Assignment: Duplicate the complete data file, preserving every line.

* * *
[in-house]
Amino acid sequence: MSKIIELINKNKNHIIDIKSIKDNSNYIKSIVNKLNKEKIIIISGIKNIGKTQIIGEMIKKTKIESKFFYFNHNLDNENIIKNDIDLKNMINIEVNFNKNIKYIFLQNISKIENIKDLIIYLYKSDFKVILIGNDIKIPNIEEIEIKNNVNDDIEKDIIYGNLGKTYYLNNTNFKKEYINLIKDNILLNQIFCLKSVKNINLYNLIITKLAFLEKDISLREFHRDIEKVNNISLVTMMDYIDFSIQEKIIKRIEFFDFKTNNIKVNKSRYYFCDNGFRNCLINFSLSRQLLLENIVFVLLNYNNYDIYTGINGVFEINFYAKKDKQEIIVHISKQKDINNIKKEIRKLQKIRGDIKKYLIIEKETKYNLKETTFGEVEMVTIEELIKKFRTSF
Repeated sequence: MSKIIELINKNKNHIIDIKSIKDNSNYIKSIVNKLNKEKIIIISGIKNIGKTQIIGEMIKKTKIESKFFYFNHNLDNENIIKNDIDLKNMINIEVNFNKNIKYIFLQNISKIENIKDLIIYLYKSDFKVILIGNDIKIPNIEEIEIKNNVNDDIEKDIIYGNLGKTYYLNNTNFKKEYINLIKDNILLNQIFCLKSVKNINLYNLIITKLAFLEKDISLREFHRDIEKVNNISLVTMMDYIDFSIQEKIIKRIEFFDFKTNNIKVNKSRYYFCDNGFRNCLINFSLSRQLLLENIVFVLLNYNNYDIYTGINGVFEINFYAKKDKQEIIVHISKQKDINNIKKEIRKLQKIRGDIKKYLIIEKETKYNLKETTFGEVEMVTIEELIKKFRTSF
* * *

[in-house]
Amino acid sequence: MSKIIELINKNKNHIIDIKSIKDNSNYIKSIVNKLNKEKIIIISGIKNIGKTQIIGEMIKKTKIESKFFYFNHNLDNENIIKNDIDLKNMINIEVNFNKNIKYIFLQNISKIENIKDLIIYLYKSDFKVILIGNDIKIPNIEEIEIKNNVNDDIEKDIIYGNLGKTYYLNNTNFKKEYINLIKDNILLNQIFCLKSVKNINLYNLIITKLAFLEKDISLREFHRDIEKVNNISLVTMMDYIDFSIQEKIIKRIEFFDFKTNNIKVNKSRYYFCDNGFRNCLINFSLSRQLLLENIVFVLLNYNNYDIYTGINGVFEINFYAKKDKQEIIVHISKQKDINNIKKEIRKLQKIRGDIKKYLIIEKETKYNLKETTFGEVEMVTIEELIKKFRTSF
Repeated sequence: MSKIIELINKNKNHIIDIKSIKDNSNYIKSIVNKLNKEKIIIISGIKNIGKTQIIGEMIKKTKIESKFFYFNHNLDNENIIKNDIDLKNMINIEVNFNKNIKYIFLQNISKIENIKDLIIYLYKSDFKVILIGNDIKIPNIEEIEIKNNVNDDIEKDIIYGNLGKTYYLNNTNFKKEYINLIKDNILLNQIFCLKSVKNINLYNLIITKLAFLEKDISLREFHRDIEKVNNISLVTMMDYIDFSIQEKIIKRIEFFDFKTNNIKVNKSRYYFCDNGFRNCLINFSLSRQLLLENIVFVLLNYNNYDIYTGINGVFEINFYAKKDKQEIIVHISKQKDINNIKKEIRKLQKIRGDIKKYLIIEKETKYNLKETTFGEVEMVTIEELIKKFRTSF